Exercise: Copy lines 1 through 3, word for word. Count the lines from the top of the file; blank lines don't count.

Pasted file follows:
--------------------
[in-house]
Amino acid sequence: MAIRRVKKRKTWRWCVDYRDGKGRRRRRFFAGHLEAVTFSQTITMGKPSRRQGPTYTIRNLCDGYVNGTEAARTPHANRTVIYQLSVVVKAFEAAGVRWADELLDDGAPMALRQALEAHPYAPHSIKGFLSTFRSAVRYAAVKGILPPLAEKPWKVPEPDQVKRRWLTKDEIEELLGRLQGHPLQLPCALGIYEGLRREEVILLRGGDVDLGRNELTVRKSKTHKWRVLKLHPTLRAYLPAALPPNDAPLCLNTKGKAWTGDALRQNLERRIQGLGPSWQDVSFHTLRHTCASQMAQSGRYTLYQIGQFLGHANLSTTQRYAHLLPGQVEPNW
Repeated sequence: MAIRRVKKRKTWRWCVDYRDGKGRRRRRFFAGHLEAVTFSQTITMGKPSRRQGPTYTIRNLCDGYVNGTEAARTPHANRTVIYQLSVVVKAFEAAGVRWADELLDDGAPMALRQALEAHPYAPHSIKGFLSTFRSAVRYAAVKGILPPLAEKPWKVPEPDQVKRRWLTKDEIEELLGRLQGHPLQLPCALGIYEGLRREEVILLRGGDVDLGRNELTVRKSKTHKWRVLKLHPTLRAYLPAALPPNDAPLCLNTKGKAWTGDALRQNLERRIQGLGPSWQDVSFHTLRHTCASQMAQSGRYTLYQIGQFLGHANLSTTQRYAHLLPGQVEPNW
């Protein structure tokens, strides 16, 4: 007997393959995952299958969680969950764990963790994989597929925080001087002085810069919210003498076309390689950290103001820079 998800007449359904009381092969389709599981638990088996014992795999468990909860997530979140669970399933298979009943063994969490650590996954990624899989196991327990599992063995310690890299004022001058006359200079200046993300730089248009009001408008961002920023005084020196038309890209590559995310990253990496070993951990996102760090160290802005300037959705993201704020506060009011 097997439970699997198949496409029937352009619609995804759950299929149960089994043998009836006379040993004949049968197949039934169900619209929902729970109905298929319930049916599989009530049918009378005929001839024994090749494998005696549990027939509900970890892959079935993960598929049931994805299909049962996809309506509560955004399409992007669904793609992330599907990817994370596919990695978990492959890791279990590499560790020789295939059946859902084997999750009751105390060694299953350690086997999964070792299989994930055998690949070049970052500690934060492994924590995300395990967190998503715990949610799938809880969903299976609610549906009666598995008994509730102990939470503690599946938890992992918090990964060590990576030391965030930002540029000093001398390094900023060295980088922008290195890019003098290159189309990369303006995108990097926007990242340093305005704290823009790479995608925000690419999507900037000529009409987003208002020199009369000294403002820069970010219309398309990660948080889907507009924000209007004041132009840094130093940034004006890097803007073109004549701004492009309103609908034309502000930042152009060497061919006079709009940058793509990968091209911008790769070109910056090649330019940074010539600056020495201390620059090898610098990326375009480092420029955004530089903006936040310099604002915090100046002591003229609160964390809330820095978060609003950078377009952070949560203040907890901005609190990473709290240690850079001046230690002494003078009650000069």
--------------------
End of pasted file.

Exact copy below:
[in-house]
Amino acid sequence: MAIRRVKKRKTWRWCVDYRDGKGRRRRRFFAGHLEAVTFSQTITMGKPSRRQGPTYTIRNLCDGYVNGTEAARTPHANRTVIYQLSVVVKAFEAAGVRWADELLDDGAPMALRQALEAHPYAPHSIKGFLSTFRSAVRYAAVKGILPPLAEKPWKVPEPDQVKRRWLTKDEIEELLGRLQGHPLQLPCALGIYEGLRREEVILLRGGDVDLGRNELTVRKSKTHKWRVLKLHPTLRAYLPAALPPNDAPLCLNTKGKAWTGDALRQNLERRIQGLGPSWQDVSFHTLRHTCASQMAQSGRYTLYQIGQFLGHANLSTTQRYAHLLPGQVEPNW
Repeated sequence: MAIRRVKKRKTWRWCVDYRDGKGRRRRRFFAGHLEAVTFSQTITMGKPSRRQGPTYTIRNLCDGYVNGTEAARTPHANRTVIYQLSVVVKAFEAAGVRWADELLDDGAPMALRQALEAHPYAPHSIKGFLSTFRSAVRYAAVKGILPPLAEKPWKVPEPDQVKRRWLTKDEIEELLGRLQGHPLQLPCALGIYEGLRREEVILLRGGDVDLGRNELTVRKSKTHKWRVLKLHPTLRAYLPAALPPNDAPLCLNTKGKAWTGDALRQNLERRIQGLGPSWQDVSFHTLRHTCASQMAQSGRYTLYQIGQFLGHANLSTTQRYAHLLPGQVEPNW